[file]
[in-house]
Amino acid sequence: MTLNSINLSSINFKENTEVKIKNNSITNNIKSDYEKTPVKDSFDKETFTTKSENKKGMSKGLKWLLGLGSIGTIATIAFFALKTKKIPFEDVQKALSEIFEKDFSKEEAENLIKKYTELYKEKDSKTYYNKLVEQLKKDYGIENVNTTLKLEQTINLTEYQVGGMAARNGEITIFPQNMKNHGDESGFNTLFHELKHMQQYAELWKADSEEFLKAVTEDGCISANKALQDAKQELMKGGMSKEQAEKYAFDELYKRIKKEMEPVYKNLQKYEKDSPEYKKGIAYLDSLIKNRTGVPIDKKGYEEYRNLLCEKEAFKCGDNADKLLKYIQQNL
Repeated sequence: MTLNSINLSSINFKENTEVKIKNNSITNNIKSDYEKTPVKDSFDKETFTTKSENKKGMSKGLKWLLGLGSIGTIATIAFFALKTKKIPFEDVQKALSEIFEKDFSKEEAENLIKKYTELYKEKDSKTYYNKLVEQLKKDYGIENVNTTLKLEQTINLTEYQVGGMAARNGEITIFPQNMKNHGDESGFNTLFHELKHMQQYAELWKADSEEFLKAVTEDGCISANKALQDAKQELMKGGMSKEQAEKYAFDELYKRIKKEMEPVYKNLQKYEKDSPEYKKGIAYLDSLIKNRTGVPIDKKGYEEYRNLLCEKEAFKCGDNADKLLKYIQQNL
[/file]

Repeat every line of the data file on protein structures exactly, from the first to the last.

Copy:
[in-house]
Amino acid sequence: MTLNSINLSSINFKENTEVKIKNNSITNNIKSDYEKTPVKDSFDKETFTTKSENKKGMSKGLKWLLGLGSIGTIATIAFFALKTKKIPFEDVQKALSEIFEKDFSKEEAENLIKKYTELYKEKDSKTYYNKLVEQLKKDYGIENVNTTLKLEQTINLTEYQVGGMAARNGEITIFPQNMKNHGDESGFNTLFHELKHMQQYAELWKADSEEFLKAVTEDGCISANKALQDAKQELMKGGMSKEQAEKYAFDELYKRIKKEMEPVYKNLQKYEKDSPEYKKGIAYLDSLIKNRTGVPIDKKGYEEYRNLLCEKEAFKCGDNADKLLKYIQQNL
Repeated sequence: MTLNSINLSSINFKENTEVKIKNNSITNNIKSDYEKTPVKDSFDKETFTTKSENKKGMSKGLKWLLGLGSIGTIATIAFFALKTKKIPFEDVQKALSEIFEKDFSKEEAENLIKKYTELYKEKDSKTYYNKLVEQLKKDYGIENVNTTLKLEQTINLTEYQVGGMAARNGEITIFPQNMKNHGDESGFNTLFHELKHMQQYAELWKADSEEFLKAVTEDGCISANKALQDAKQELMKGGMSKEQAEKYAFDELYKRIKKEMEPVYKNLQKYEKDSPEYKKGIAYLDSLIKNRTGVPIDKKGYEEYRNLLCEKEAFKCGDNADKLLKYIQQNL